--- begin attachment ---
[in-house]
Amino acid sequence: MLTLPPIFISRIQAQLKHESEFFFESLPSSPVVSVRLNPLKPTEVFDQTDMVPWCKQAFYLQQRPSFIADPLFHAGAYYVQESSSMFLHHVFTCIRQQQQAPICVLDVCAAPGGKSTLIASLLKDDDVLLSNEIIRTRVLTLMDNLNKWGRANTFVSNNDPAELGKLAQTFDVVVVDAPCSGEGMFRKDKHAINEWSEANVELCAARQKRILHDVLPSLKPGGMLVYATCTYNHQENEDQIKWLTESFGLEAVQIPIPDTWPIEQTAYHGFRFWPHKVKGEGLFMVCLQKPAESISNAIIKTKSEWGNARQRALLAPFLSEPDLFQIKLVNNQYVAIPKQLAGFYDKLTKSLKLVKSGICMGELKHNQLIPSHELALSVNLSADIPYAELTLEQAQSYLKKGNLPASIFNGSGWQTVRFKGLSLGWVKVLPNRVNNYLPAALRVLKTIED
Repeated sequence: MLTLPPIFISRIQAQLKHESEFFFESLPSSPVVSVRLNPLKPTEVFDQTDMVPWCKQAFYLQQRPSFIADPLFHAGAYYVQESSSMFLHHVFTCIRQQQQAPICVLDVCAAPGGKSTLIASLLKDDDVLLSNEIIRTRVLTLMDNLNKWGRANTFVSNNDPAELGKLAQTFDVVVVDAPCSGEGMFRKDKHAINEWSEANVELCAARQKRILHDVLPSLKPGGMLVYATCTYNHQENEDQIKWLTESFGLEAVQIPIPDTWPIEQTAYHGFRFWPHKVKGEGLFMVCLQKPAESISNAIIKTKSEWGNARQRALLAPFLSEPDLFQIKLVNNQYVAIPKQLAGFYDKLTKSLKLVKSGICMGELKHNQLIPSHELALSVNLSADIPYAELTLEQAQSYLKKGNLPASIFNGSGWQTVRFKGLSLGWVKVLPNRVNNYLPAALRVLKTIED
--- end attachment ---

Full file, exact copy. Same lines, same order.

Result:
[in-house]
Amino acid sequence: MLTLPPIFISRIQAQLKHESEFFFESLPSSPVVSVRLNPLKPTEVFDQTDMVPWCKQAFYLQQRPSFIADPLFHAGAYYVQESSSMFLHHVFTCIRQQQQAPICVLDVCAAPGGKSTLIASLLKDDDVLLSNEIIRTRVLTLMDNLNKWGRANTFVSNNDPAELGKLAQTFDVVVVDAPCSGEGMFRKDKHAINEWSEANVELCAARQKRILHDVLPSLKPGGMLVYATCTYNHQENEDQIKWLTESFGLEAVQIPIPDTWPIEQTAYHGFRFWPHKVKGEGLFMVCLQKPAESISNAIIKTKSEWGNARQRALLAPFLSEPDLFQIKLVNNQYVAIPKQLAGFYDKLTKSLKLVKSGICMGELKHNQLIPSHELALSVNLSADIPYAELTLEQAQSYLKKGNLPASIFNGSGWQTVRFKGLSLGWVKVLPNRVNNYLPAALRVLKTIED
Repeated sequence: MLTLPPIFISRIQAQLKHESEFFFESLPSSPVVSVRLNPLKPTEVFDQTDMVPWCKQAFYLQQRPSFIADPLFHAGAYYVQESSSMFLHHVFTCIRQQQQAPICVLDVCAAPGGKSTLIASLLKDDDVLLSNEIIRTRVLTLMDNLNKWGRANTFVSNNDPAELGKLAQTFDVVVVDAPCSGEGMFRKDKHAINEWSEANVELCAARQKRILHDVLPSLKPGGMLVYATCTYNHQENEDQIKWLTESFGLEAVQIPIPDTWPIEQTAYHGFRFWPHKVKGEGLFMVCLQKPAESISNAIIKTKSEWGNARQRALLAPFLSEPDLFQIKLVNNQYVAIPKQLAGFYDKLTKSLKLVKSGICMGELKHNQLIPSHELALSVNLSADIPYAELTLEQAQSYLKKGNLPASIFNGSGWQTVRFKGLSLGWVKVLPNRVNNYLPAALRVLKTIED